OGDEN — Opening the doors of the five Weber County Library System facilities last week, Lynnda Wangsgard had braced for possible backlash.

The library branches had been closed since March 17, in an attempt to stem the spread of coronavirus. As part of their reopening on May 11, library officials implemented a policy requiring that patrons wear mouth coverings, among other things. Given the simmering debate around the country over restrictions and guidelines aimed at combatting COVID-19, Wangsgard figured some might bristle at the requirements as heavy-handed.

“But I have not received one phone call,” she said.

Four would-be patrons opted not to submit to the rules, refusing to don masks and deciding not to enter library facilities. But in general, Wangsgard said the policy has mustered “overwhelming support.”

As life evolves in the age of coronavirus, the increasing ubiquitousness of precautions like masks, hand sanitizer and social-distancing rules doesn’t seem to be causing an inordinate uproar in Weber County — at least publicly.

Kim Bowsher is head of the Ogden Downtown Alliance, a coalition of restaurant and other business operators. She didn’t detect any tension between those wearing masks and those without when she visited a local pub that recently reopened.

“I don’t get the sense that anyone was judging on either side,” she said. “Maybe in real life people aren’t as vitriolic as they are on social (media), which is good.”

Likewise, Michela Harris, environmental health director for the Weber-Morgan Health Department, said business operators seem to be willingly abiding by department guidelines and restrictions meant to slow coronavirus’ spread.

“For the most part, they have been really willing to comply,” Harris said. “We didn’t really have much pushback on any of the requirements.”

Businesses haven’t been perfect, though, and the public has spoken out, pressing for corrections when they observe shortcomings. Harris’ division is responsible for enforcing health guidelines, and between May 1 and last Tuesday, it had received 74 complaints levied against 29 businesses — all of them food operations. Rather than decrying required use of masks, however, 26 of the complaints stemmed from lack of use of them by restaurant workers.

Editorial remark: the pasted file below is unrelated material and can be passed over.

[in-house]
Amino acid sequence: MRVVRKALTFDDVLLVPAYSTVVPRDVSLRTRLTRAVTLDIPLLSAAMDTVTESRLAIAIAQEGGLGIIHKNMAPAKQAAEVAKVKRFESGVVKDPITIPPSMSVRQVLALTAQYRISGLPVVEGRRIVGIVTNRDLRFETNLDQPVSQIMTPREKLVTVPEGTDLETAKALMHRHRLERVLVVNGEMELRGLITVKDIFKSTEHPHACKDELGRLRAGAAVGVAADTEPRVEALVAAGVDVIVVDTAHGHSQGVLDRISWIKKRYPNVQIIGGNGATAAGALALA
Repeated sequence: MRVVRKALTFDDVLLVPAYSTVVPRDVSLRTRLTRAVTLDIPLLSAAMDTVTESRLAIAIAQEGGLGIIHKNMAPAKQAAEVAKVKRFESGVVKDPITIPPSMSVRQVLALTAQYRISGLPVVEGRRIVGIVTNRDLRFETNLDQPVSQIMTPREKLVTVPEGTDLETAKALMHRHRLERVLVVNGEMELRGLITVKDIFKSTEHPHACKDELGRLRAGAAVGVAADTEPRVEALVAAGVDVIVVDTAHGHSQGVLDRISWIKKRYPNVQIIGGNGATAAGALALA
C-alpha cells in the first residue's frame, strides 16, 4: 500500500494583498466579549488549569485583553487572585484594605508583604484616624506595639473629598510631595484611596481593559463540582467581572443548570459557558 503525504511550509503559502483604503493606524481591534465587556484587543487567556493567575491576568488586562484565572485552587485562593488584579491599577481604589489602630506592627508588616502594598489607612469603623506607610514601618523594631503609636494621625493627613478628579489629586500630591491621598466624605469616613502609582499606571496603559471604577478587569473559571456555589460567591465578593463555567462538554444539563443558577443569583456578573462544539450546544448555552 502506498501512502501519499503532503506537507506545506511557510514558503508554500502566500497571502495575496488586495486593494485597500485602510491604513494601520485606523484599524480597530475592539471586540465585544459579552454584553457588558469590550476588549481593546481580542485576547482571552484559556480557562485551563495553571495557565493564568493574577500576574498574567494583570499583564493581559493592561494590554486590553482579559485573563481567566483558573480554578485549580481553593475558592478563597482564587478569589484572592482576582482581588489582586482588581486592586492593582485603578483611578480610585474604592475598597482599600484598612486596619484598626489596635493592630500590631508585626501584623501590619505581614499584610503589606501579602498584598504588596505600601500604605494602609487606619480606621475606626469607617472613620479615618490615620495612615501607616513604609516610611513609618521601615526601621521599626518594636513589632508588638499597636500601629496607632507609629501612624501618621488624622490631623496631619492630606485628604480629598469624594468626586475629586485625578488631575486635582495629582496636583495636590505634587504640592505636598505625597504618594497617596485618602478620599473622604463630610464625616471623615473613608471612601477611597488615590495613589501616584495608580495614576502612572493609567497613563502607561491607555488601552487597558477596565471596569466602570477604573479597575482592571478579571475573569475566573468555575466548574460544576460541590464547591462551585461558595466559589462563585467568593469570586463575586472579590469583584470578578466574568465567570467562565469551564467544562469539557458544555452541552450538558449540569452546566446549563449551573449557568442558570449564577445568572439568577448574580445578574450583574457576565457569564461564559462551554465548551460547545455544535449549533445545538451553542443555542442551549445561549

Another 28 complaints were more broad, for not following health department guidelines; nine were for lack of gloves worn by workers; six were for cleanliness issues; and five were for lack of social distancing.

“Most of them came from customers,” although some were from employees, Harris said.

To be sure, government-implemented guidelines and restrictions targeting coronavirus have their foes. A group called Utah Business Revival has formed as a backlash to such guidelines, worried they’re unnecessarily hampering the economy and pose a threat to individual liberties by limiting gatherings. The group sponsored a pair of large assemblies and is planning a concert in Kaysville on May 30, all meant as protest rallies, of sorts.

Eric Moutsos, head of the group, rejects suggestions that the organization, by calling for such gatherings that seem to run counter to coronavirus guidelines in effect around Utah, is condoning reckless behavior.

“Is it any more reckless than being at Costco waiting for toilet paper?” he asked.

Locally, there’s been no large public backlash.

The guidelines are arguably as strict at Weber County Library branches as anywhere else. Before entering the five facilities here, patrons face questioning about whether they have been experiencing COVID-19 symptoms. If so, they can’t enter. They also must allow their temperature to be taken — meant to detect those with fevers, a coronavirus symptom — and have to clean their hands with sanitizer. That’s all in addition to the face coverings.

“They don’t enter the libraries without complying with the protocols,” Wangsgard said.

Wangsgard thought some might clamor about the rules, meant to make the facilities a relatively safe place for older people and others who may have a heightened risk of contracting COVID-19. On the contrary, the guidelines have generated thanks from many, she said. They’ll probably stay in place through May, when library officials may take another look to decide if they remain in effect.

Gov. Gary Herbert on Thursday announced that the state would enter a lower-risk phase of guidelines and restrictions meant to slow coronavirus’ spread as infection rates seem to have edged down. They don’t measurably change the guidelines restaurants have to follow, though, Harris said.

Contact reporter Tim Vandenack at tvandenack@standard.net, follow him on Twitter at @timvandenack or like him on Facebook at Facebook.com/timvandenackreporter.

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